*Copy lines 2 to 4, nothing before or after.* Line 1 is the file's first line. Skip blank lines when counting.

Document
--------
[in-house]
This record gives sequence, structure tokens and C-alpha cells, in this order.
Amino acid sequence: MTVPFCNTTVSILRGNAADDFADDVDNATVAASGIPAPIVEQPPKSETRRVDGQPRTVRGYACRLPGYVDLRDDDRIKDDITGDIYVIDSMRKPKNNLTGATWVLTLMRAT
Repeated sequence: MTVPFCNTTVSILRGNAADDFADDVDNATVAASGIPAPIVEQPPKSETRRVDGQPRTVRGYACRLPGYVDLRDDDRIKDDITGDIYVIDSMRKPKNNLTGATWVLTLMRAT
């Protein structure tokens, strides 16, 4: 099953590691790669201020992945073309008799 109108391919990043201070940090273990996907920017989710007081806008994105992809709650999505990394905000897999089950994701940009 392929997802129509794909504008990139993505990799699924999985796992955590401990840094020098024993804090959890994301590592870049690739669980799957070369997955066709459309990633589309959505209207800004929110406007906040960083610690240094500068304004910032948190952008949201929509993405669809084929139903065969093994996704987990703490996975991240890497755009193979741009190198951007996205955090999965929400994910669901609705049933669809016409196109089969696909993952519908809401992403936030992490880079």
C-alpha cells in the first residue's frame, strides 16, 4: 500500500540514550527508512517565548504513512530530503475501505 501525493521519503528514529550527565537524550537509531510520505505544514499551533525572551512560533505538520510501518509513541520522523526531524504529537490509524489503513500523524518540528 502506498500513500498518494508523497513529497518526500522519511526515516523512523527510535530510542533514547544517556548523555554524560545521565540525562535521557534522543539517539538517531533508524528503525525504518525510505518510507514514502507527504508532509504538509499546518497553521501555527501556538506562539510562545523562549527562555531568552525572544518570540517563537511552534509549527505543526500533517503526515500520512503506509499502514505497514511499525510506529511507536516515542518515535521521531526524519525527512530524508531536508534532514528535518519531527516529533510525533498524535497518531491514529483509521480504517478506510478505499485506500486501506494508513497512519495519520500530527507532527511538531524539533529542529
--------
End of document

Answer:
This record gives sequence, structure tokens and C-alpha cells, in this order.
Amino acid sequence: MTVPFCNTTVSILRGNAADDFADDVDNATVAASGIPAPIVEQPPKSETRRVDGQPRTVRGYACRLPGYVDLRDDDRIKDDITGDIYVIDSMRKPKNNLTGATWVLTLMRAT
Repeated sequence: MTVPFCNTTVSILRGNAADDFADDVDNATVAASGIPAPIVEQPPKSETRRVDGQPRTVRGYACRLPGYVDLRDDDRIKDDITGDIYVIDSMRKPKNNLTGATWVLTLMRAT